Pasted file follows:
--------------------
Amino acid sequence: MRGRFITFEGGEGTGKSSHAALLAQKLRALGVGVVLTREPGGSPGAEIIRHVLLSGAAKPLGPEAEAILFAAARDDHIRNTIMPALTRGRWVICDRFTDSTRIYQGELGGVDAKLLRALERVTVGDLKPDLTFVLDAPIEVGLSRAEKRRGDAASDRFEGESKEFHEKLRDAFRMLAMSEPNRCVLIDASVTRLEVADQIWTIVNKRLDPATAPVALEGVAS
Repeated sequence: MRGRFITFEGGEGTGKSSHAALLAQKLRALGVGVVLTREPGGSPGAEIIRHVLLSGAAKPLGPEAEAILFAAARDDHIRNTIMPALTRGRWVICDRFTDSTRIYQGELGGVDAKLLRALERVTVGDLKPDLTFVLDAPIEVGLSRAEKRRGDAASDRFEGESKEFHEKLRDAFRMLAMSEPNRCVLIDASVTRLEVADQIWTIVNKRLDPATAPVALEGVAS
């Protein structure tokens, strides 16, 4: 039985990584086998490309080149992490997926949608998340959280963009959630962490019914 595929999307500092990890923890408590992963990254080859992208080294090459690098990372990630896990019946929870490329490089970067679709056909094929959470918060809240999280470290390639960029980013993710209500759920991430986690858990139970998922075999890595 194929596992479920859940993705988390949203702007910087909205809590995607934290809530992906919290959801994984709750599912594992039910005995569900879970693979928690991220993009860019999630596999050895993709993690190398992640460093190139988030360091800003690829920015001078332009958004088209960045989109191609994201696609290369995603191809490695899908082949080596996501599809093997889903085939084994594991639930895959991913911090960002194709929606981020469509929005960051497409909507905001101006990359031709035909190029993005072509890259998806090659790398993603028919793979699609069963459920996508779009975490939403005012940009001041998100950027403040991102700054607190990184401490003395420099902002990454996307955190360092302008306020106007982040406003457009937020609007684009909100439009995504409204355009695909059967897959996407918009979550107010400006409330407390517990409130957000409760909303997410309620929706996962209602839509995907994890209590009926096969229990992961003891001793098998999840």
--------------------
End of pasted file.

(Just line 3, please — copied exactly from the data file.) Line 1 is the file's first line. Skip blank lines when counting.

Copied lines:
């Protein structure tokens, strides 16, 4: 039985990584086998490309080149992490997926949608998340959280963009959630962490019914 595929999307500092990890923890408590992963990254080859992208080294090459690098990372990630896990019946929870490329490089970067679709056909094929959470918060809240999280470290390639960029980013993710209500759920991430986690858990139970998922075999890595 194929596992479920859940993705988390949203702007910087909205809590995607934290809530992906919290959801994984709750599912594992039910005995569900879970693979928690991220993009860019999630596999050895993709993690190398992640460093190139988030360091800003690829920015001078332009958004088209960045989109191609994201696609290369995603191809490695899908082949080596996501599809093997889903085939084994594991639930895959991913911090960002194709929606981020469509929005960051497409909507905001101006990359031709035909190029993005072509890259998806090659790398993603028919793979699609069963459920996508779009975490939403005012940009001041998100950027403040991102700054607190990184401490003395420099902002990454996307955190360092302008306020106007982040406003457009937020609007684009909100439009995504409204355009695909059967897959996407918009979550107010400006409330407390517990409130957000409760909303997410309620929706996962209602839509995907994890209590009926096969229990992961003891001793098998999840």